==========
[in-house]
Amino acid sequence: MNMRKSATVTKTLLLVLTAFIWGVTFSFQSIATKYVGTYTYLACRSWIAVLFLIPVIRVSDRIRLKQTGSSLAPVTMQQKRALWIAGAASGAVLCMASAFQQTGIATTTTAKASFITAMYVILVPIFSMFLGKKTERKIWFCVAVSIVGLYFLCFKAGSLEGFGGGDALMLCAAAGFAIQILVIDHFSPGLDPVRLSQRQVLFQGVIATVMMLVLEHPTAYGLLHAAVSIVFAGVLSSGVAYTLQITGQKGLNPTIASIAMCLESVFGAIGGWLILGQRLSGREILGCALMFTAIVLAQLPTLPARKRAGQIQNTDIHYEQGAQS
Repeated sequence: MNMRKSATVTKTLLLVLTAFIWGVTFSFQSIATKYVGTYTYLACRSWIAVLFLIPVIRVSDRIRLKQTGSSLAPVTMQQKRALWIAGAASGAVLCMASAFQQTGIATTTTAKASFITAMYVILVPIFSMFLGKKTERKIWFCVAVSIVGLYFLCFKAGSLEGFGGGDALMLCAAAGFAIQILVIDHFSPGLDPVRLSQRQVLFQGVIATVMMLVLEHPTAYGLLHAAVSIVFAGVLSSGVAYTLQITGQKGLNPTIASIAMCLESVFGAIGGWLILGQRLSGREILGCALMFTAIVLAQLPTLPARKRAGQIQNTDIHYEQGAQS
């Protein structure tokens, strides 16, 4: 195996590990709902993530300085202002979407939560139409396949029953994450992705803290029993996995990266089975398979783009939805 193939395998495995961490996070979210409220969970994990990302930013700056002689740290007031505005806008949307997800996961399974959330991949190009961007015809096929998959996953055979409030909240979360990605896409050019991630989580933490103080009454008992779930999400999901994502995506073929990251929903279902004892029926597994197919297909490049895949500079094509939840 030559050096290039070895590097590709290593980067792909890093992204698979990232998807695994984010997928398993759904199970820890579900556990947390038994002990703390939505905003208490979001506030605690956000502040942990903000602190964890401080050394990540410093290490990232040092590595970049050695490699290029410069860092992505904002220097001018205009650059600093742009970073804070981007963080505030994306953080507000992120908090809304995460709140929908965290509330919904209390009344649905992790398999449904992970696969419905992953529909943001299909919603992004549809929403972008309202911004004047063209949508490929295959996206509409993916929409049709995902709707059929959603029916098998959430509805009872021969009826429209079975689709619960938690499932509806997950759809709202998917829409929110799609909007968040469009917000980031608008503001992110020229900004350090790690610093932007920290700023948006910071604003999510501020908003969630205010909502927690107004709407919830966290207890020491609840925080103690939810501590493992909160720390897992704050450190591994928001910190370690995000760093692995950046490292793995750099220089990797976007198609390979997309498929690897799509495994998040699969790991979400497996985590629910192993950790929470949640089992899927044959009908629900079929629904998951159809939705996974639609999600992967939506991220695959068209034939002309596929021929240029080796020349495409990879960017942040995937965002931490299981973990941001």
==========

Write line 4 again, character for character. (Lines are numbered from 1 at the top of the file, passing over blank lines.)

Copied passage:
């Protein structure tokens, strides 16, 4: 195996590990709902993530300085202002979407939560139409396949029953994450992705803290029993996995990266089975398979783009939805 193939395998495995961490996070979210409220969970994990990302930013700056002689740290007031505005806008949307997800996961399974959330991949190009961007015809096929998959996953055979409030909240979360990605896409050019991630989580933490103080009454008992779930999400999901994502995506073929990251929903279902004892029926597994197919297909490049895949500079094509939840 030559050096290039070895590097590709290593980067792909890093992204698979990232998807695994984010997928398993759904199970820890579900556990947390038994002990703390939505905003208490979001506030605690956000502040942990903000602190964890401080050394990540410093290490990232040092590595970049050695490699290029410069860092992505904002220097001018205009650059600093742009970073804070981007963080505030994306953080507000992120908090809304995460709140929908965290509330919904209390009344649905992790398999449904992970696969419905992953529909943001299909919603992004549809929403972008309202911004004047063209949508490929295959996206509409993916929409049709995902709707059929959603029916098998959430509805009872021969009826429209079975689709619960938690499932509806997950759809709202998917829409929110799609909007968040469009917000980031608008503001992110020229900004350090790690610093932007920290700023948006910071604003999510501020908003969630205010909502927690107004709407919830966290207890020491609840925080103690939810501590493992909160720390897992704050450190591994928001910190370690995000760093692995950046490292793995750099220089990797976007198609390979997309498929690897799509495994998040699969790991979400497996985590629910192993950790929470949640089992899927044959009908629900079929629904998951159809939705996974639609999600992967939506991220695959068209034939002309596929021929240029080796020349495409990879960017942040995937965002931490299981973990941001």